• Current Channel 4 television series The Autistic Gardener illustrates the unique contribution someone with autism can make to a creative activity such as garden design.


University of Stirling

The University of Stirling is ranked fifth in Scotland and 40th in the UK for research intensity in the 2014 Research Excellence Framework. Stirling is committed to carrying out research which has a positive impact on communities across the globe – addressing real issues, providing solutions and helping to shape society. Interdisciplinary in its approach, Stirling’s research informs its teaching curriculum and facilitates opportunities for knowledge exchange and collaboration between staff, students, industry partners and the wider community. At almost 50-years-young, Stirling retains a pioneering spirit and a passion for innovation. Its scenic central Scotland campus – complete with a loch, castle and golf course – is home to more than 11,000 students and 1400 staff representing 115 nationalities. This includes an ever-expanding base for postgraduate study.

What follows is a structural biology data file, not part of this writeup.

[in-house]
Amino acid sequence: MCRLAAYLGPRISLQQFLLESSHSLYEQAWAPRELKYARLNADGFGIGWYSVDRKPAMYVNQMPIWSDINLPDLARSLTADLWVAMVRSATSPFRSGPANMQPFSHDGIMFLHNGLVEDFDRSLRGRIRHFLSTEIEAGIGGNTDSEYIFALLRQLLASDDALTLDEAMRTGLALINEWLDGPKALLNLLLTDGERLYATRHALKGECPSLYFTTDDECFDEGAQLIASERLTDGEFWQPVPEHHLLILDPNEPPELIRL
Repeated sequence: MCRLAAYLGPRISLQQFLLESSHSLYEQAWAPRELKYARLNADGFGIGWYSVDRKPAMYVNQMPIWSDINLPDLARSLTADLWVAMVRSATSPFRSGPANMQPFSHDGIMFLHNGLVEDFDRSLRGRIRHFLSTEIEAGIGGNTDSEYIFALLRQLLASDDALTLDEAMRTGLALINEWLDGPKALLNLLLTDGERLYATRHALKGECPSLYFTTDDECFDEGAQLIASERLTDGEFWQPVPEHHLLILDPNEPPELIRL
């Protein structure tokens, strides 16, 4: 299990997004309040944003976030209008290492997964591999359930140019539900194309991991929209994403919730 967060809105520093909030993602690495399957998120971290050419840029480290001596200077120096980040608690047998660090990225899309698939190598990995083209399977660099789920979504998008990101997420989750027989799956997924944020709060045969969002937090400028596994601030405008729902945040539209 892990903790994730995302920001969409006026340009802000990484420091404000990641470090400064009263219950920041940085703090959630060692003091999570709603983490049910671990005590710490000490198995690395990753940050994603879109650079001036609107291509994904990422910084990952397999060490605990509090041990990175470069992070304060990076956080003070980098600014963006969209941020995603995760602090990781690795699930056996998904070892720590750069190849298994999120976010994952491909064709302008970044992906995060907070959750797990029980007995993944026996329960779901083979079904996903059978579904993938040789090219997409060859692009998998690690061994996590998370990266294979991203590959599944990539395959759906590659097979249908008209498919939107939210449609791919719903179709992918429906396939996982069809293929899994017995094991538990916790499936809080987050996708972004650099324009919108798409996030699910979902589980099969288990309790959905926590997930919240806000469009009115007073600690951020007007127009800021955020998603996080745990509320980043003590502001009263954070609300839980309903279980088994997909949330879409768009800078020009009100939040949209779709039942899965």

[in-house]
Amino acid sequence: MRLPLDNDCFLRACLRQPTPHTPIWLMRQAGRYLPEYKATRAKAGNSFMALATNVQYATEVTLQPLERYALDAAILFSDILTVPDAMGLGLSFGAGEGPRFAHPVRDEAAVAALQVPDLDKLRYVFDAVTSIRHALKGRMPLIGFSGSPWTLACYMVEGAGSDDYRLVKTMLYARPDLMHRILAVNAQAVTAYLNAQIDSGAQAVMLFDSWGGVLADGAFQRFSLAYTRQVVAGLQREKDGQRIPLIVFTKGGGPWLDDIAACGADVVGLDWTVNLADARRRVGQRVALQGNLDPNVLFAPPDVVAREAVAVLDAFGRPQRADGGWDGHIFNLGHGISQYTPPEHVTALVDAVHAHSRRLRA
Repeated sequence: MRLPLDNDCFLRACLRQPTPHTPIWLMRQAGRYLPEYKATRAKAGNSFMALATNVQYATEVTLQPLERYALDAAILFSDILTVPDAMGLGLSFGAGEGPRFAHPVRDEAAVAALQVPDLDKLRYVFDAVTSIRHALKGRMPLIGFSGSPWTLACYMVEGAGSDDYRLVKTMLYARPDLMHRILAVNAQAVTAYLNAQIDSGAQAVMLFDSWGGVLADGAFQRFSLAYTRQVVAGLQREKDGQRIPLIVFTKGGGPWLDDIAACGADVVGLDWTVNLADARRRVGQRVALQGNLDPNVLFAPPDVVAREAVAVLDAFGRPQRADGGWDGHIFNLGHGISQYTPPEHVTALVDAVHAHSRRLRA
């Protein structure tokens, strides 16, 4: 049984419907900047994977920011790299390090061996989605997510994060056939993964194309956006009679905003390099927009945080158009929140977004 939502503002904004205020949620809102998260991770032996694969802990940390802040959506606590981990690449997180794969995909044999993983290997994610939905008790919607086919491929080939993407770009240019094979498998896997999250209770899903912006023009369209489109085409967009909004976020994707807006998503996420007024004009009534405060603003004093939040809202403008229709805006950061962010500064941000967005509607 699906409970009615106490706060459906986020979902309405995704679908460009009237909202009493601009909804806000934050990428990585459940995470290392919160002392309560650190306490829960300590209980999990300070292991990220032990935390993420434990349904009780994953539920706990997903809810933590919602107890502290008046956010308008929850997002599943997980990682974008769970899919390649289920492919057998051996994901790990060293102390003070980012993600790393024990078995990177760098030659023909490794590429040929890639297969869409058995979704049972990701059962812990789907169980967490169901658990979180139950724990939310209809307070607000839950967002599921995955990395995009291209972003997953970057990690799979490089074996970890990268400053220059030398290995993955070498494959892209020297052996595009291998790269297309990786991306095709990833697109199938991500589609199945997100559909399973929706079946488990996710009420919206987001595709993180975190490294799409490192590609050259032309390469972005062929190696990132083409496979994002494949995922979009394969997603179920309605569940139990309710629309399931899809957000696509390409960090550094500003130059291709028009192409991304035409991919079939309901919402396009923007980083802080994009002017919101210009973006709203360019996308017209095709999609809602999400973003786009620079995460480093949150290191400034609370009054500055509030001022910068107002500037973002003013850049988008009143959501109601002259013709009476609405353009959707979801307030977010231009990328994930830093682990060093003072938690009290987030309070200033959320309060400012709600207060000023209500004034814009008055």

University of East Anglia

The University of East Anglia’s School of Psychology is an internationally renowned academic department dedicated to research and teaching. Strengths across a range of psychology areas include language and cognitive processes; perception (vision and action); decision-making and behavioural economics; substance misuse; neuroscience; social psychology; personality and individual differences; psychosocial and developmental perspectives on children, families and relationships and parenting. Ranked within the top 15 psychology departments in the UK (Guardian League Table 2015), the School’s teaching also ranked 3rd in the National Student Survey (2014) receiving a 97% satisfaction score with an overall satisfaction rating of 93%.The School enjoyed success in the Research Excellence Framework (REF 2014); all research submitted was judged to be of international quality, with over 80% rated as “world leading” or “Internationally excellent”.